And there is perhaps a third problem with comprehending the consequences of blowing a budget. People in “developed” countries live in an age of instant credit, refinancing, bankruptcy, welfare, so many variations of handouts and financial forgiveness that it seems that there is always somebody, something, or some kind of safety net that will catch us. The concept of no safety net is foreign to people living in affluent societies. For all intents and purposes there are no natural safety nets that will counteract our GHG emissions.8 At current emission rates that are increasing CO2 at a rate of 2 ppm/year, we will blow past the budget for staying below 2°C warming within 20 years.9 The only possibility for avoiding 2°C warming is for humans to alter their behavior and reduce energy use while we bring low-carbon energy sources online. The Paris Accord is one attempt to motivate governments to move in this direction, but individuals should also move on their own to reduce personal carbon emissions. There simply is no time to waste in waiting for governments to motivate action.
Every year that we fail to reduce energy use and reduce carbon emissions, we increase the probability that we will blow past 2°C warming. Realizing that our current emissions trajectories will take us past 2°C warming, and yet wanting to maintain a semblance of hope without undue imposition on people in the developed countries, most emission scenarios presented by climate scientists for staying below 2°C global warming rely on negative-emission technologies that allow us to emit now and remove CO2 later. Kind of like the financial equivalent of buy now pay later. The problem, however, is that these negative-emissions technologies have only been demonstrated at the pilot scale, and have not been proven at the scale needed to meaningfully counteract GHG emissions. A good read on the subject is Kevin Anderson, or you can watch him as well. How easy is it to remove cream and sugar from your coffee once stirred in? How easy will it be to suck CO2 out of the atmosphere at a rate that will counteract the current, massive emission rates?
Is a 3°C target more reasonable and achievable?
For those who see a 2°C target as too ambitious, and prefer a longer-term approach of focusing on 3°C as a more attainable target, it is important to note that we may not have an option to stop the warming at 3°C. By that point positive feedbacks may drive the temperature higher, no matter what we do. There are large uncertainties about how the climate will respond as global temperatures increase, but natural feedbacks will certainly increase with increasing warming, making our emissions reductions less effective at controlling global warming as the planet continues to warm. There is the additional concern that although an increase from 2 to 3°C seems like a small step, in fact it represents significantly increased ocean acidification, increased storm intensity, increased sea-level rise, and most of all, significantly increased uncertainty about our ability to put the brakes on at all.10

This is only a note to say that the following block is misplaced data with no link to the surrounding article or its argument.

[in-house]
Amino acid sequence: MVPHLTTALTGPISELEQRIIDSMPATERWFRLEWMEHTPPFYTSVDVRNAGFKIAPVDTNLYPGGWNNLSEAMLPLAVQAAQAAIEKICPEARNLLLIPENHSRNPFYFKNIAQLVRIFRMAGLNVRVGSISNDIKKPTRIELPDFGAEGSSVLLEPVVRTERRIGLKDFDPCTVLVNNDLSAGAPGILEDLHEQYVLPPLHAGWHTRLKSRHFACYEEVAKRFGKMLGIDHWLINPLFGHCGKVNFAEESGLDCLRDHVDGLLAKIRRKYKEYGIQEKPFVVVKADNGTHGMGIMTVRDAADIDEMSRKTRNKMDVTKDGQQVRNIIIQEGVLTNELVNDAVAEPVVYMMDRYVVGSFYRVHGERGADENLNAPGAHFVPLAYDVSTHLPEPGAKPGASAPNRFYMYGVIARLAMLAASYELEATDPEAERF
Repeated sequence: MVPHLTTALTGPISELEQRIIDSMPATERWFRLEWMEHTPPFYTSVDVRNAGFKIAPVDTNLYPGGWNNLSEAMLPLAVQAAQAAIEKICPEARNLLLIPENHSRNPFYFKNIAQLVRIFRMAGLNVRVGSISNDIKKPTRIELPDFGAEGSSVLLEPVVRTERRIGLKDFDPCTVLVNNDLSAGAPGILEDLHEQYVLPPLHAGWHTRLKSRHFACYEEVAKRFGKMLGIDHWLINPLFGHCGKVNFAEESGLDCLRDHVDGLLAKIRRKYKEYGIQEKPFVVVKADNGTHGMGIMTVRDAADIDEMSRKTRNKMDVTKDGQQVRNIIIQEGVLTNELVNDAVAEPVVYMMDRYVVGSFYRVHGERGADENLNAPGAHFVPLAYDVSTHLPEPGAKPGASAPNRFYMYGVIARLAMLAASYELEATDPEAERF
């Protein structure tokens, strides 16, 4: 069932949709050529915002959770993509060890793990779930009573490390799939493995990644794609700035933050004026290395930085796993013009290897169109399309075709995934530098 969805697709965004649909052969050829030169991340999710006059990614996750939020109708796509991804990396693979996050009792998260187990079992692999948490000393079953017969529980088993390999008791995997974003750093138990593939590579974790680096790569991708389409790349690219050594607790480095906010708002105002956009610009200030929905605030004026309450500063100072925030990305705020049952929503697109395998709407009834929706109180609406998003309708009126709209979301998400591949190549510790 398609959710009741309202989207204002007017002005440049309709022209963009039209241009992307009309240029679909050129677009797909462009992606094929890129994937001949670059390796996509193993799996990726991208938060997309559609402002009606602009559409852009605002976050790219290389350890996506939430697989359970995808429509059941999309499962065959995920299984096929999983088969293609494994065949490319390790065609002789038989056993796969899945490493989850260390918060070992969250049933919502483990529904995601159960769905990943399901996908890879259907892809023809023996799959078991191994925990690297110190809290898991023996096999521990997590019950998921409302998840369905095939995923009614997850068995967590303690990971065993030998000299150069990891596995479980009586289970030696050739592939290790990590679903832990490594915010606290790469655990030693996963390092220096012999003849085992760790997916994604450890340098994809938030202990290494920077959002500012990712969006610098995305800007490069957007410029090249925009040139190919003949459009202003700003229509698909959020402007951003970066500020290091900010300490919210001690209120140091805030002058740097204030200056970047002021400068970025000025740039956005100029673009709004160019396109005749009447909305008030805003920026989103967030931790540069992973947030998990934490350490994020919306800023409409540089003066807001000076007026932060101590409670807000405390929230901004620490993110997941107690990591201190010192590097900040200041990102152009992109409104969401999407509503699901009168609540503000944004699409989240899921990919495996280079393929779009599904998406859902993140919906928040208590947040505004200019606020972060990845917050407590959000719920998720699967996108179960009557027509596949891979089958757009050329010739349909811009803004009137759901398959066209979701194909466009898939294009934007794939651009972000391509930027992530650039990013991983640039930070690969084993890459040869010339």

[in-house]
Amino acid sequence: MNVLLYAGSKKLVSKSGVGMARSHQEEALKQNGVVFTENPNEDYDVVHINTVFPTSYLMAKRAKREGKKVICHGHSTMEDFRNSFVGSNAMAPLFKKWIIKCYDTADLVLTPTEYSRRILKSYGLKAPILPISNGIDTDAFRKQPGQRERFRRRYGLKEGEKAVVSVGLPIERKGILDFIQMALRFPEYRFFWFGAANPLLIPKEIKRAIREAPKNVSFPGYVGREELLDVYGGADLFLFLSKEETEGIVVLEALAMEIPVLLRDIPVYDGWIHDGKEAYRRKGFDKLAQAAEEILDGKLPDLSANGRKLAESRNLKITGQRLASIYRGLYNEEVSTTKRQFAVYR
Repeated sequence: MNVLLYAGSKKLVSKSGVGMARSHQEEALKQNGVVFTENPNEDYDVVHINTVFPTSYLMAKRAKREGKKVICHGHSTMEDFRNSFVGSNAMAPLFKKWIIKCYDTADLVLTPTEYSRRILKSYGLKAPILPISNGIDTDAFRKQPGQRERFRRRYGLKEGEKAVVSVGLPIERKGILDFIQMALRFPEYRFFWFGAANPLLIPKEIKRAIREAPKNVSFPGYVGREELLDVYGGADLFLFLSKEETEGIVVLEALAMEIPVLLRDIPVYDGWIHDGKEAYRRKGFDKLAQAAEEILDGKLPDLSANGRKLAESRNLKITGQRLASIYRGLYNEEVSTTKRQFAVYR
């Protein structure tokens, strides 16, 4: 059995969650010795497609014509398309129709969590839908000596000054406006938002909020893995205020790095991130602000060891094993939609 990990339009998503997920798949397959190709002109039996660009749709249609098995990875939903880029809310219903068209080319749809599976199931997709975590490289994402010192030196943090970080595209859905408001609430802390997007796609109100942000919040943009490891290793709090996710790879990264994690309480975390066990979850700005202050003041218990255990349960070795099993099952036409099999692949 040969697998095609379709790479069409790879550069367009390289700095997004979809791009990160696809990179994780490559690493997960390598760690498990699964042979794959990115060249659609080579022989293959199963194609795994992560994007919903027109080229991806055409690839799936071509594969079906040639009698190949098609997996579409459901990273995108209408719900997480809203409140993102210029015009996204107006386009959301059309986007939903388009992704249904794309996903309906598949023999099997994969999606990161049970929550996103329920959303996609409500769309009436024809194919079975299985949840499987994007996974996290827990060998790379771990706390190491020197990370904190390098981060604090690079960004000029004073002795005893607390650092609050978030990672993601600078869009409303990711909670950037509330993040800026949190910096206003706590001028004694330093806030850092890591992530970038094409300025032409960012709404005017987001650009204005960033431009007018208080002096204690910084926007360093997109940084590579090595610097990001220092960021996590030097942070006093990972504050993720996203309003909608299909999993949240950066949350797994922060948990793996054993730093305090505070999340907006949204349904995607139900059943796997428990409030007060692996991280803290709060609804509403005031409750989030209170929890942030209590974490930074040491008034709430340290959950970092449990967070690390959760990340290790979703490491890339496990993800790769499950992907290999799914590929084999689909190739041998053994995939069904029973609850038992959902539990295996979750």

This is why there is an urgency to meeting a 2°C target. A carbon budget for staying below 2°C is the last carbon budget for which there is a consensus among scientists that we have a reasonable expectation of controlling our own destiny. Beyond that warming, in addition to escalating negative effects, it is unclear how much control we will have over the climate.
No matter how much we justify our need for fossil fuels, continued consumption will lead to only one result: continued warming to … and then beyond the danger point. If you have not done so already, please read the NAS booklet on Climate Change: Evidence and Causes and then determine how you can begin/continue to cut back your use of fossil fuels. Let your elected officials know how you feel.
If you've read this far, you must be hungry for more detail. Check out Andy Skuce's article on the subject: Are we overestimating our global carbon budget?
Is it too late?
There is a growing realization that holding warming to 2°C warming may not be possible (see Glen Peter's excellent summary on this topic). Does this mean it’s too late and we should just give up? If you are driving a car and you suddenly realize you are going to run into a brick wall, no matter what you do, at what point is it “too late” to put on the brakes? At the point you put on the brakes you will avoid something worse. So even if it is too late to stop the warming at 2°C, remember that these are just numbers, there is uncertainty about the effects associated with these numbers, and that we will always avoid something worse later, by taking action now.